Kelechi Anucha news

Making the most of waiting

8 November 2019

Ray Earwicker, a WCCEH friend, writes …

If time is a great healer, is waiting the problem?

Florence Nightingale (1859) certainly thought so. She saw it as bad for health – “apprehension, uncertainty, waiting (my italics), fear of surprise…do a patient more harm than any exertion.” It’s tiresome too, as the Kinks noted in 1965 and in the meantime, we’re all Waiting for Godot (who never comes). For health systems, waiting is a mark of inefficiency that undermines ‘customer’ confidence. It is a focus for targets and management expedients in a culture which expects action, now.

Read more on the Waiting Times blog



Kelechi Anucha news

Centre seminar: A good death? The cultural contexts of palliative care

9 October 2019

Poster for seminar: A good death?The latest in the series of seminars run in partnership with the WHO Collaborating Centre for Culture and Health considered the question of a ‘good death’ and the cultural contexts of palliative care.

End of life care aims to help people live and die with dignity. Cultural norms, beliefs and expectations heavily influence how this can be achieved and what constitutes a ‘good death.’ This seminar considered the diverse relationships that exist between cultural contexts and palliative care practices.

The seminar was hosted by Dr Robin Durie, the Centre’s Deputy Director for Research. The speakers were Dr Samir Guglani, a poet, novelist and clinical oncologist, Dr Michael Flexer, Publicly Engaged Research Fellow with the Wellcome-funded Waiting Times project and Kelechi Anucha, a PhD student with the Waiting Times project.

Watch the video of the seminar.

Information about future seminars in the series can be found on the WHO Europe website.



Kelechi Anucha news

Research Fellows’ and PhD Students’ Success

30 April 2019

The Wellcome Centre is incredibly proud of everyone who works with us but we want to highlight a few people who’s work has been in the spotlight.

Congratulations to ‘Waiting Times’, Michael Flexer and Kelechi Anucha

Michael Flexer, Publicly Engaged Research Fellow on the ‘Waiting Times’ project has won the 2019 Public Engagement Award from Birkbeck, University of London.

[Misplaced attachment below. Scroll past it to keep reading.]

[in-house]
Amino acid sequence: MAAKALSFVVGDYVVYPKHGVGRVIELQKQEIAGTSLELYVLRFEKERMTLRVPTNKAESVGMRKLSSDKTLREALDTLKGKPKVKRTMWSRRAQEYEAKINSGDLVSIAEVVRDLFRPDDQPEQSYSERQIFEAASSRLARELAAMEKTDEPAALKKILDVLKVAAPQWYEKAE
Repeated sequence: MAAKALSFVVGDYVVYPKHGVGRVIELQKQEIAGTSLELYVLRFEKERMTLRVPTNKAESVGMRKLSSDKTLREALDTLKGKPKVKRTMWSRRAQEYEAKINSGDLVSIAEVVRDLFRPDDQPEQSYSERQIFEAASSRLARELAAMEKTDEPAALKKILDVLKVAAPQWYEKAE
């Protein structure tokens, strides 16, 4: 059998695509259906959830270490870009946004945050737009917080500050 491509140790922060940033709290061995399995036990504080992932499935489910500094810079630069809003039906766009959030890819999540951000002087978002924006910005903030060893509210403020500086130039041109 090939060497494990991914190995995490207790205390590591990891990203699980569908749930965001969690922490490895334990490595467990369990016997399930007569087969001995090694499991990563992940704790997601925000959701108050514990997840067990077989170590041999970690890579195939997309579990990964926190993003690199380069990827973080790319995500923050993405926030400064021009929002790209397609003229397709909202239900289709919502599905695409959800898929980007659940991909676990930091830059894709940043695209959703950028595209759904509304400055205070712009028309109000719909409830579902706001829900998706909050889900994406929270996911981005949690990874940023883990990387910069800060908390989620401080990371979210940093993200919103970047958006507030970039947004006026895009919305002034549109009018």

‘Waiting Times’ is funded by the Wellcome Trust and led by Prof. Laura Salisbury (Exeter) and Prof. Lisa Baraitser (Birkbeck).

Michael designed a series of storytelling workshops, ‘Messages in a Bottle’, in which users of the day hospice in Honiton shared stories of their experiences of time.

Michael delivered the workshops with Kelechi Anucha (PhD student on Waiting Times) and Hospicecare staff. Michael and Kelechi have offered the prize money (£150) back to the hospice, to be used to fund something that the users of the day hospice who collaborated in the research can enjoy.

The Birkbeck award committee particularly commended how the relationship with Hospicecare was carefully developed throughout the research process, making it an excellent example of engaged research. Dr Elliot Kendall, Director of Research (English and Film) congratulated Michael and Kelechi on this recognition of their impressive engaged research practice.

Engage Researchers Academy

Dr Charlotte Jones and Dr Michael Flexer have both won a place in the Engage Researchers Academy.

This is a year-long professional development programme that supports participants to develop their skills and experience in engagement and enhance the impact and relevance of their research.

We look forward to hearing more about the programme over the year, and benefiting from Charlotte and Michael’s experiences.

PhD Student collaborates on BBC ecodrama podcast

Our very own Alex Smalley has been working with the BBC’s ecodrama Forest 404 to understand how the sounds of nature might affect wellbeing. To take part in the study you can visit here, and to listen to Alex talk about it on BBC Radio Devon recently follow the link here



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